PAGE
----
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J Cancer Surviv. 2019 Aug;13(4):580-592. doi: 10.1007/s11764-019-00777-7. Epub 2019 Jul 26.

The use of mobile technology and peer navigation to promote adolescent and young adult (AYA) cancer survivorship care: results of a randomized controlled trial.

Author information

1
Department of Pediatrics, Division of Hematology/Oncology, UCLA David Geffen School of Medicine, 10833 Le Conte Avenue, A2-410 MDCC, Los Angeles, CA, 90095-1752, USA. jcasillas@mednet.ucla.edu.
2
Center for Cancer Prevention and Control Research, UCLA Jonsson Comprehensive Cancer Center, Los Angeles, CA, USA. jcasillas@mednet.ucla.edu.
3
Department of Pediatrics, Division of Hematology/Oncology, UCLA David Geffen School of Medicine, 10833 Le Conte Avenue, A2-410 MDCC, Los Angeles, CA, 90095-1752, USA.
4
Department of Biostatistics, UCLA Fielding School of Public Health, Los Angeles, CA, USA.
5
Center for Cancer Prevention and Control Research, UCLA Jonsson Comprehensive Cancer Center, Los Angeles, CA, USA.
6
Department of Medicine, Division of Hematology/Oncology, UCLA David Geffen School of Medicine, Los Angeles, CA, USA.
7
Department of Health Policy and Management, UCLA Fielding School of Public Health, Los Angeles, CA, USA.
8
Department of Medicine, UCLA David Geffen School of Medicine, Los Angeles, CA, USA.
9
Department of Psychiatry, Resnick Neuropsychiatric Hospital, UCLA David Geffen School of Medicine, Los Angeles, CA, USA.
10
Department of Computer Science, Cornell University, New York, NY, USA.

Abstract

PURPOSE:

Adolescent and young adult (AYA) cancer survivors experience unique barriers that compromise receipt of survivorship care; therefore, development of innovative educational interventions to improve rates of AYA survivorship care is needed. The efficacy of text-messaging and peer navigation interventions was compared to standard-of-care survivorship educational materials to increase AYAs' (1) late effects knowledge and (2) knowledge, attitudes, and self-efficacy towards seeking survivor-focused care.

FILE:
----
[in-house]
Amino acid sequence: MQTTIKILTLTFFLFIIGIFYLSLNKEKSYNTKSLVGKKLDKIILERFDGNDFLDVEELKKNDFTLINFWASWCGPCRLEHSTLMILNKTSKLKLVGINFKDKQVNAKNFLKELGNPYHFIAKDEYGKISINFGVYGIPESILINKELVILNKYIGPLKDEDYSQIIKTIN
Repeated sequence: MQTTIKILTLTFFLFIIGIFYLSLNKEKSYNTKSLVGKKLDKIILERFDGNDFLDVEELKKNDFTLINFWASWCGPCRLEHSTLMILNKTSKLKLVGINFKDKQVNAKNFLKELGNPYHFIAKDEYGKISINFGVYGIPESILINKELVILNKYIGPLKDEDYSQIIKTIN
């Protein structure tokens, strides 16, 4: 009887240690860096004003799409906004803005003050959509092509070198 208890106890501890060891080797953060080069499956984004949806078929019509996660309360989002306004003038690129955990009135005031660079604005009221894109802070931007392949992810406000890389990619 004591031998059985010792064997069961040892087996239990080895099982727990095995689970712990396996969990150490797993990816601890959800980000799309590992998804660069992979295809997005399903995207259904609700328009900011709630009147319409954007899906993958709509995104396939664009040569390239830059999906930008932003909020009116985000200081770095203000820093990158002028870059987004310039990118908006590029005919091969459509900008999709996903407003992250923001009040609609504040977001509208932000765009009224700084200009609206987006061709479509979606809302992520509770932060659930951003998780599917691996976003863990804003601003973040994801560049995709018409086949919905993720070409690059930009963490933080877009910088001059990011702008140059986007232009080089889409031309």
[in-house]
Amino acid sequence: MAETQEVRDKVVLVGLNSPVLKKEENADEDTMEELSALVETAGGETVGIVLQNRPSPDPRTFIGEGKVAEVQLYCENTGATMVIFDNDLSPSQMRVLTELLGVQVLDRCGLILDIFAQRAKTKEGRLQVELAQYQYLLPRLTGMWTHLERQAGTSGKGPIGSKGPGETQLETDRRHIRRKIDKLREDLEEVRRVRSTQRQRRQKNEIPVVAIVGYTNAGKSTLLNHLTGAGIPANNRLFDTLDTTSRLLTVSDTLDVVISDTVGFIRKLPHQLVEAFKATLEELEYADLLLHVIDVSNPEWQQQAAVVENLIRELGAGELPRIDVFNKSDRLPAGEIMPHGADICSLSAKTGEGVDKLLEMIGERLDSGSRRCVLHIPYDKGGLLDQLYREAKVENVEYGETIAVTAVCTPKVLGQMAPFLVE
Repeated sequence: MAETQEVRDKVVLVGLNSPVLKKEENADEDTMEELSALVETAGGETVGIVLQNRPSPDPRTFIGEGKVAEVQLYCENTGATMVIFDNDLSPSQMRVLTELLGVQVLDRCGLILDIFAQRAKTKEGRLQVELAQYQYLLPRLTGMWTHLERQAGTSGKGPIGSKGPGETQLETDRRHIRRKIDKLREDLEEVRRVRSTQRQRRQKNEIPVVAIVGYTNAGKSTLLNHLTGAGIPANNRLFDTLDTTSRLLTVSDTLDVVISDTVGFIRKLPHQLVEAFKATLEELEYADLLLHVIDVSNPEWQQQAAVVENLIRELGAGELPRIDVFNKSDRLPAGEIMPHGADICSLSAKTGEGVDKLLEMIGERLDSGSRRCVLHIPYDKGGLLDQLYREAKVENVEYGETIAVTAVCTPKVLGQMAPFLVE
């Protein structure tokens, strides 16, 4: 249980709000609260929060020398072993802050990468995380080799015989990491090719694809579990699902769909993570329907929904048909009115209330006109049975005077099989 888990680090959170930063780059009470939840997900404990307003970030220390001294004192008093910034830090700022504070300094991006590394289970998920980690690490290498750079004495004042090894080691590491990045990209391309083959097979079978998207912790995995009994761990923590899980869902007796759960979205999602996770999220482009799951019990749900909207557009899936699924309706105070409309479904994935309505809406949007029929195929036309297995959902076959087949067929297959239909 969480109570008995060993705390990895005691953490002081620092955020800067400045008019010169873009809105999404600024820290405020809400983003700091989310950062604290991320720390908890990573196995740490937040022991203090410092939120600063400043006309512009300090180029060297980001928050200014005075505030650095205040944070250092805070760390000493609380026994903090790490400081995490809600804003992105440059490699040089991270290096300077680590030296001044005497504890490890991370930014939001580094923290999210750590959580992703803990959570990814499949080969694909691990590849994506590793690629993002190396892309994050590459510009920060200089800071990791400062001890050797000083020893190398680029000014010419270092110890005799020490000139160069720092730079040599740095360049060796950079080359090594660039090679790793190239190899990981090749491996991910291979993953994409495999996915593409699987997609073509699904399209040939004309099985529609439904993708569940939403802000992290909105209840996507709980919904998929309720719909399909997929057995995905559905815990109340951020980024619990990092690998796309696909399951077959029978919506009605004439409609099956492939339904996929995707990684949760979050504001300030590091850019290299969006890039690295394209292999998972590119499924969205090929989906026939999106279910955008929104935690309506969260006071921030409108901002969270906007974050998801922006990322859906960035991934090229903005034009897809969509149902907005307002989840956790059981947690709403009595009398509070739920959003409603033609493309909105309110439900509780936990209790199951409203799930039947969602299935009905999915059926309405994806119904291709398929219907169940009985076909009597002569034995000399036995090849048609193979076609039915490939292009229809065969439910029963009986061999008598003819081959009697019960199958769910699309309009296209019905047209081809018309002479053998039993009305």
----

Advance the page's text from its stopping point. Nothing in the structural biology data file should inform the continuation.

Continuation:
METHODS:

This was a three-armed, prospective, randomized controlled trial with one control group and two intervention groups. The control group received current standard-of-care educational materials. One intervention group participated in a text-messaging program, and the second participated in a peer navigator program. Participants completed pre- and post-intervention questionnaires. Study outcome variables were quantified using Fisher exact tests, two-sample t tests, exact McNemar tests, conditional logistic regression models, and analysis of covariance.

RESULTS:

Seventy-one survivors completed the study (control n = 24; text-messaging n = 23; peer navigation n = 24). Late effects knowledge was high at baseline for all groups. The text-messaging group had increased survivorship care knowledge compared to the control group (p < 0.05); the peer navigation group had increased survivorship care self-efficacy compared to the control group; p < 0.05. Both intervention groups showed increased attitudes towards seeking survivor-focused care compared to the control group (text-messaging p < 0.05; peer navigation p < 0.05).

CONCLUSIONS:

Each intervention demonstrated significant benefits compared to the control group.

IMPLICATIONS FOR CANCER SURVIVORS:

Given the preliminary effectiveness of both interventions, each can potentially be used in the future by AYA cancer survivors to educate and empower them to obtain needed survivorship care.

KEYWORDS:

Adolescents and young adults; Cancer survivors; Cancer survivorship care; Peer navigation; Text-messaging

PMID:
31350681
DOI:
10.1007/s11764-019-00777-7

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